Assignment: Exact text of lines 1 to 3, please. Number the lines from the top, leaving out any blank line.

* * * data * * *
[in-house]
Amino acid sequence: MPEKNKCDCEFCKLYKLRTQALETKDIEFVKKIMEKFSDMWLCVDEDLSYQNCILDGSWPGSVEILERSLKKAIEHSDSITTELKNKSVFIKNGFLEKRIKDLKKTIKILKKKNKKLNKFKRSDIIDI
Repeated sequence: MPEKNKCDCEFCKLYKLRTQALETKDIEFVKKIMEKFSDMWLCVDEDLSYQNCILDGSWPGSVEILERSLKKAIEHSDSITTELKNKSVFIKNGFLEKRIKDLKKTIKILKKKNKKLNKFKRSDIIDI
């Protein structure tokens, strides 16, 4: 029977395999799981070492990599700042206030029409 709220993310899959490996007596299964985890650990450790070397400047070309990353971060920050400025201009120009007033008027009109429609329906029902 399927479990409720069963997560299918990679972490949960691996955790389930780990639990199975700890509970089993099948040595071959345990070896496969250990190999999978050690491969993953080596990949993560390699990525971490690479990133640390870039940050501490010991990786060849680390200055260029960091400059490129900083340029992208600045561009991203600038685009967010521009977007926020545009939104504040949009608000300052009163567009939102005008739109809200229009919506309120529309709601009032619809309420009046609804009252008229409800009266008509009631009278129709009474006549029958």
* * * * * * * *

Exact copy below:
[in-house]
Amino acid sequence: MPEKNKCDCEFCKLYKLRTQALETKDIEFVKKIMEKFSDMWLCVDEDLSYQNCILDGSWPGSVEILERSLKKAIEHSDSITTELKNKSVFIKNGFLEKRIKDLKKTIKILKKKNKKLNKFKRSDIIDI
Repeated sequence: MPEKNKCDCEFCKLYKLRTQALETKDIEFVKKIMEKFSDMWLCVDEDLSYQNCILDGSWPGSVEILERSLKKAIEHSDSITTELKNKSVFIKNGFLEKRIKDLKKTIKILKKKNKKLNKFKRSDIIDI